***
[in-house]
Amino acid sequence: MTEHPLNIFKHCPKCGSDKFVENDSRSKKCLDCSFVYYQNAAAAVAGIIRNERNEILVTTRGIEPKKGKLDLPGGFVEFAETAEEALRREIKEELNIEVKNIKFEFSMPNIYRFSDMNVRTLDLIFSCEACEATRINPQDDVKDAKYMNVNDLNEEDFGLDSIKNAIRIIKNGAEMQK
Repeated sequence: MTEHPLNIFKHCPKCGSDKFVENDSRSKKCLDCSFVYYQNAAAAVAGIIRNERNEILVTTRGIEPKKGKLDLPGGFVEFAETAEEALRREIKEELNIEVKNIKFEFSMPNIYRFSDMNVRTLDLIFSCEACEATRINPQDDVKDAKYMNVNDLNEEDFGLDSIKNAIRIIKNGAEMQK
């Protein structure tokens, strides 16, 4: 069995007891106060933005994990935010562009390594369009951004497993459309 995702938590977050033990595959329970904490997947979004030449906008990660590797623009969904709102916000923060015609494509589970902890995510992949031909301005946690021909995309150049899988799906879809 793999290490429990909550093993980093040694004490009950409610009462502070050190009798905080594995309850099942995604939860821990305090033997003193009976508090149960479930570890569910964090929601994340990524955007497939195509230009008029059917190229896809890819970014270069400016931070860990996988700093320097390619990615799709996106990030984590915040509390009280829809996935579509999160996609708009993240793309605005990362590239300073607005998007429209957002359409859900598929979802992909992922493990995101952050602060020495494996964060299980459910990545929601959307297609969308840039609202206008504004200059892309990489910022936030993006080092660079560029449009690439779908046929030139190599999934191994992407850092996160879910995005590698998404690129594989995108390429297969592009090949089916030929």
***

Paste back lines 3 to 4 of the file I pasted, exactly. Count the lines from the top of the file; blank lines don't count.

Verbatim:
Repeated sequence: MTEHPLNIFKHCPKCGSDKFVENDSRSKKCLDCSFVYYQNAAAAVAGIIRNERNEILVTTRGIEPKKGKLDLPGGFVEFAETAEEALRREIKEELNIEVKNIKFEFSMPNIYRFSDMNVRTLDLIFSCEACEATRINPQDDVKDAKYMNVNDLNEEDFGLDSIKNAIRIIKNGAEMQK
């Protein structure tokens, strides 16, 4: 069995007891106060933005994990935010562009390594369009951004497993459309 995702938590977050033990595959329970904490997947979004030449906008990660590797623009969904709102916000923060015609494509589970902890995510992949031909301005946690021909995309150049899988799906879809 793999290490429990909550093993980093040694004490009950409610009462502070050190009798905080594995309850099942995604939860821990305090033997003193009976508090149960479930570890569910964090929601994340990524955007497939195509230009008029059917190229896809890819970014270069400016931070860990996988700093320097390619990615799709996106990030984590915040509390009280829809996935579509999160996609708009993240793309605005990362590239300073607005998007429209957002359409859900598929979802992909992922493990995101952050602060020495494996964060299980459910990545929601959307297609969308840039609202206008504004200059892309990489910022936030993006080092660079560029449009690439779908046929030139190599999934191994992407850092996160879910995005590698998404690129594989995108390429297969592009090949089916030929």